By Julie Muhlstein Herald Writer
EVERETT — Joseph Cain approached the new structure, which looks like a doll house perched atop a wooden post. He opened the door and peeked inside.
He took a moment to find a book he wanted. Among his choices were a copy of the The New Testament, a James Patterson thriller titled “Violets Are Blue,” a stack of magazines, Dr. Seuss picture books, and a collection of Illustrated Classics including “Robin Hood,” “Oliver Twist” and “The Adventures of Tom Sawyer.”
He picked a paperback about baseball from a shelf, then closed the little door and walked away.
Cain was at Everett’s Faith Lutheran Church Tuesday evening for a community dinner in the fellowship hall. The event was also a grand opening of sorts, an introduction of the church’s Little Free Library.
The book-filled structure, outside the church at Cady Road and Madison Street, is part of the grass-roots Little Free Library movement. That was started in 2009 as a nonprofit effort in Wisconsin, with an aim to promote reading and recycling and to bring neighbors together.
“Our church had been talking about things we could do for the community,” said Roxana Boroujerdi, a church member who pushed for construction of the book box. Boroujerdi had read a 2012 Herald article about a north Everett woman whose little library was created to share books and build community.
Steve Balas, owner of the Waterfront Coffee Company on Main Street in Edmonds, built Washington’s first Little Free Library outside his shop. The organization’s website includes a place to put the little libraries on a map and register for an “Official Little Free Library Charter Number.” Balas said his little library was the 858th one created.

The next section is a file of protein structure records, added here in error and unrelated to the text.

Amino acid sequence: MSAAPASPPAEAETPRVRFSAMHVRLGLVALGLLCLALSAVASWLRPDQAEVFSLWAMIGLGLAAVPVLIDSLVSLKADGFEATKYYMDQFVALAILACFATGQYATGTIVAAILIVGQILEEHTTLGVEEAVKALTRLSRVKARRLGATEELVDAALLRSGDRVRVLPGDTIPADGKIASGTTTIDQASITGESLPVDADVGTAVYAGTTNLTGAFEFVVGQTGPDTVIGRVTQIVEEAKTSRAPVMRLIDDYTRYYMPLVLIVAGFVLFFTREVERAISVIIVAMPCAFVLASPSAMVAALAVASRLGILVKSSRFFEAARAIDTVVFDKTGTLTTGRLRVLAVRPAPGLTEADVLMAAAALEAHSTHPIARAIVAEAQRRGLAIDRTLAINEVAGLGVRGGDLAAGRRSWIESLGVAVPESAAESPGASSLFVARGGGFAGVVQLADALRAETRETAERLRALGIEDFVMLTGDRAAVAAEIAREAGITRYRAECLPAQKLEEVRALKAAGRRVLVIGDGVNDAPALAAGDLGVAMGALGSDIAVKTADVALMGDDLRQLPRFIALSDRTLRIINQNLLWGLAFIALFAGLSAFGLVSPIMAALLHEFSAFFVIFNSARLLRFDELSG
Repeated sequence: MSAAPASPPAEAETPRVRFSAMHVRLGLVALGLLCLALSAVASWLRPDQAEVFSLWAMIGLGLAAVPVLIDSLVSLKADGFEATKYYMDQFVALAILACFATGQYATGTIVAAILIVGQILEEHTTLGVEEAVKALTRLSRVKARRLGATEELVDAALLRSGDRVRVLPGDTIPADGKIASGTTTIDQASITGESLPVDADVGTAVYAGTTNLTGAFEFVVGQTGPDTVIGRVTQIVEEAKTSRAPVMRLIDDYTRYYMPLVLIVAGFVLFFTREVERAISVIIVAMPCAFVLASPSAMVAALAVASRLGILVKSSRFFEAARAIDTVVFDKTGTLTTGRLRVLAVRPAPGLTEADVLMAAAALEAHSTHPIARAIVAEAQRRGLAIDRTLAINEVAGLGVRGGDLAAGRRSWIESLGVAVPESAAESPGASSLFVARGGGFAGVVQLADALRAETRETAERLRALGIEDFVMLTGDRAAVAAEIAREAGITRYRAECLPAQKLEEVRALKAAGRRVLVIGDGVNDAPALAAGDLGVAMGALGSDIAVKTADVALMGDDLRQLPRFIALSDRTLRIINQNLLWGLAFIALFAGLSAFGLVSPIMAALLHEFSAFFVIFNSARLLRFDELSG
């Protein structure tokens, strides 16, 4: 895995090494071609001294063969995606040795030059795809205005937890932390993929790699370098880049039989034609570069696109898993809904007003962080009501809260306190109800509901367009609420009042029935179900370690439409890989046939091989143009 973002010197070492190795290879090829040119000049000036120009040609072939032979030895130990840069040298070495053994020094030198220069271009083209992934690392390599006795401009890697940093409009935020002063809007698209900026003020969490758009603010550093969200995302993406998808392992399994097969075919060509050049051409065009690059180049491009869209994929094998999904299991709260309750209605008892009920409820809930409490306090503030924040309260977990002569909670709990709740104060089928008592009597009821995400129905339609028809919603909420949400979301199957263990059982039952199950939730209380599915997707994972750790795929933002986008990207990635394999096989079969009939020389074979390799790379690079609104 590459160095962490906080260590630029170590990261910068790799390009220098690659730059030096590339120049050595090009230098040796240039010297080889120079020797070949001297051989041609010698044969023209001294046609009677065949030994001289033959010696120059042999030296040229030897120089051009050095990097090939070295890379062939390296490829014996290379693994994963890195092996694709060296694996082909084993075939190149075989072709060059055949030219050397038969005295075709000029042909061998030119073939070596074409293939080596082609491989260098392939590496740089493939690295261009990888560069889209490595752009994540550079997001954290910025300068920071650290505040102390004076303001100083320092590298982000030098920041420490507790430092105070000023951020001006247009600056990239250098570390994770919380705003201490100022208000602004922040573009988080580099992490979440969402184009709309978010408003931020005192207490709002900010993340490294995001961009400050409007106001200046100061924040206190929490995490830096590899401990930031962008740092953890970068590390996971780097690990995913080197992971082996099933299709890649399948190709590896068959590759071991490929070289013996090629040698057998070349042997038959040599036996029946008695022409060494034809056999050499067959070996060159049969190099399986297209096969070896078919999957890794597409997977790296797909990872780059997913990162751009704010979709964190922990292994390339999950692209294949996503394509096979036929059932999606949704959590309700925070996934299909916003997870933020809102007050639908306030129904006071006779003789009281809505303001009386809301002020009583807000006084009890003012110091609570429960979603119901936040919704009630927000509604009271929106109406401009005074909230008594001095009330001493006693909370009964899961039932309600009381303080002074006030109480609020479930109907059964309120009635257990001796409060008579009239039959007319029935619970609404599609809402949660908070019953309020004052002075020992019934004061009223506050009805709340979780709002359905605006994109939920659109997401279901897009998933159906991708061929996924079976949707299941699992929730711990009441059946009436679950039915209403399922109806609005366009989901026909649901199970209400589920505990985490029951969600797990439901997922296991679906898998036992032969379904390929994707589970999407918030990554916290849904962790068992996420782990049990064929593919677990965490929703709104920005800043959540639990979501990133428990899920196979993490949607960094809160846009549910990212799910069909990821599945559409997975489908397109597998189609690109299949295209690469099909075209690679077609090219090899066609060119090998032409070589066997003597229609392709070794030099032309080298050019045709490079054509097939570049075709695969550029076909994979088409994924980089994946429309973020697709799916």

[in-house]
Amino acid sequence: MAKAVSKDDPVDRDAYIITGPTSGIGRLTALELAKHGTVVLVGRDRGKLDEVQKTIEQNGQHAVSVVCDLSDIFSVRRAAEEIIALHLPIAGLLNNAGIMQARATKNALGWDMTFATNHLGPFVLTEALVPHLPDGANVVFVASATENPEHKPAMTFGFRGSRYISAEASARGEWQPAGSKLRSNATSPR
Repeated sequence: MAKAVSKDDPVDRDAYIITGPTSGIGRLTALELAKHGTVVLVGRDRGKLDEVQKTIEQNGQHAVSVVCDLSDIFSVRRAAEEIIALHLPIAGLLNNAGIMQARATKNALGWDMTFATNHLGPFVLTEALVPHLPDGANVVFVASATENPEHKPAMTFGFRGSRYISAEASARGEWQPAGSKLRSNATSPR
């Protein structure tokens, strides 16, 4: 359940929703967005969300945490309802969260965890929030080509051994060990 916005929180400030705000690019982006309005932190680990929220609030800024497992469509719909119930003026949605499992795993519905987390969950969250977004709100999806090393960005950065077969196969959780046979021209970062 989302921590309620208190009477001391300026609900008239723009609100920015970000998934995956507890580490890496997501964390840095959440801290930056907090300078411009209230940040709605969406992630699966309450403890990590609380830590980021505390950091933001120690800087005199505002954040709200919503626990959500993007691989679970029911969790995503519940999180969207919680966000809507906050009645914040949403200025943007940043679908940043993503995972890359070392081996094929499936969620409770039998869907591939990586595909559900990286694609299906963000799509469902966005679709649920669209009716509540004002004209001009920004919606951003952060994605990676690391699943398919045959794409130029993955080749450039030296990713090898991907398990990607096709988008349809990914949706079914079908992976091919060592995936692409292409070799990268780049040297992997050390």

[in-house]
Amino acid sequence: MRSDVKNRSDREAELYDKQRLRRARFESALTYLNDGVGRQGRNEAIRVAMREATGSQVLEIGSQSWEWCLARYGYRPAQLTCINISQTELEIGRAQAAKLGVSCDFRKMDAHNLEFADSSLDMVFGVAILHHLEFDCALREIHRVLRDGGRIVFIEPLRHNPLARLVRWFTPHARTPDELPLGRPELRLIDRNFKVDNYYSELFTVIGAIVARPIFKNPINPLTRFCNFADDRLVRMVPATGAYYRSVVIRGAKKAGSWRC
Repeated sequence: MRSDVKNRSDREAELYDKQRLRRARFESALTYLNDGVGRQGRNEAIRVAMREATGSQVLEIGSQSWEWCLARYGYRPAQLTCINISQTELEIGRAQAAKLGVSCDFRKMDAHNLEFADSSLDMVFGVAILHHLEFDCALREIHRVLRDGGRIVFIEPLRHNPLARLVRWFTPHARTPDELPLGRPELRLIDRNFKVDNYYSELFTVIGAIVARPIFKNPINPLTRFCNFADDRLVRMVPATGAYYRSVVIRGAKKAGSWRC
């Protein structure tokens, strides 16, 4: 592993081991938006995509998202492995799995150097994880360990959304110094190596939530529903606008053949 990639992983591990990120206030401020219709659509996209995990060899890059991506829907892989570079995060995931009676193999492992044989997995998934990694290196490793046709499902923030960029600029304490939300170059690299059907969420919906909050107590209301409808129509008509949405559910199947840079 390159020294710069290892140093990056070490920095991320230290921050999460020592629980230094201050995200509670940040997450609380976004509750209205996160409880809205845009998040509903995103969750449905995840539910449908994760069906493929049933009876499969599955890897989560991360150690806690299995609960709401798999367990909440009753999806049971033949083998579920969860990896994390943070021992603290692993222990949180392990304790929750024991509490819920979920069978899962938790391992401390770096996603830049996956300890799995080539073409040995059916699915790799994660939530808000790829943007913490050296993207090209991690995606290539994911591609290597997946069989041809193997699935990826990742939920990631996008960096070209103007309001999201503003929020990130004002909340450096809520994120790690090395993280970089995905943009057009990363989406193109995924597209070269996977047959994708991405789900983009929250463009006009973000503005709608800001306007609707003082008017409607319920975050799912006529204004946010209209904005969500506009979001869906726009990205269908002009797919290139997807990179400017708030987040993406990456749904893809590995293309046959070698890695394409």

He said his wife Vickie was recently contacted by Boroujerdi, who was seeking information about building a little library outside the Everett church. He helped by building the box for the church, providing the post and working on installation.
Last Sunday, Balas was at the Everett church for a painting party. Children helped decorate the little library.
“I wanted the kids in our neighborhood to take ownership of the library,” Boroujerdi said. She said about 60 people came out to Sunday’s party. Boroujerdi operates an ice cream truck that visits Everett parks, which she brought Sunday as part of the festivities.
Operating a Little Free Library is an act of faith. Used in the give-and-take way that’s intended, Boroujerdi said, “it takes care of itself. People can take a book anytime, and bring one.”
One goal of Little Free Library founders was to build 2,510 book boxes, the number of libraries built by industrialist Andrew Carnegie about a century ago. Little library builders have far surpassed that goal.
“The number on ours is 6,000-something,” Boroujerdi said.
Juanita Clifford is a program coordinator at the South Everett Neighborhood Center, a social service agency run by Lutheran Community Services Northwest.
“We want to spread the message that reading is important,” Clifford said. “If people are too busy to get to a library, kids in this neighborhood can come and get their own books.”
Julie Muhlstein: 425-339-3460, email@example.com.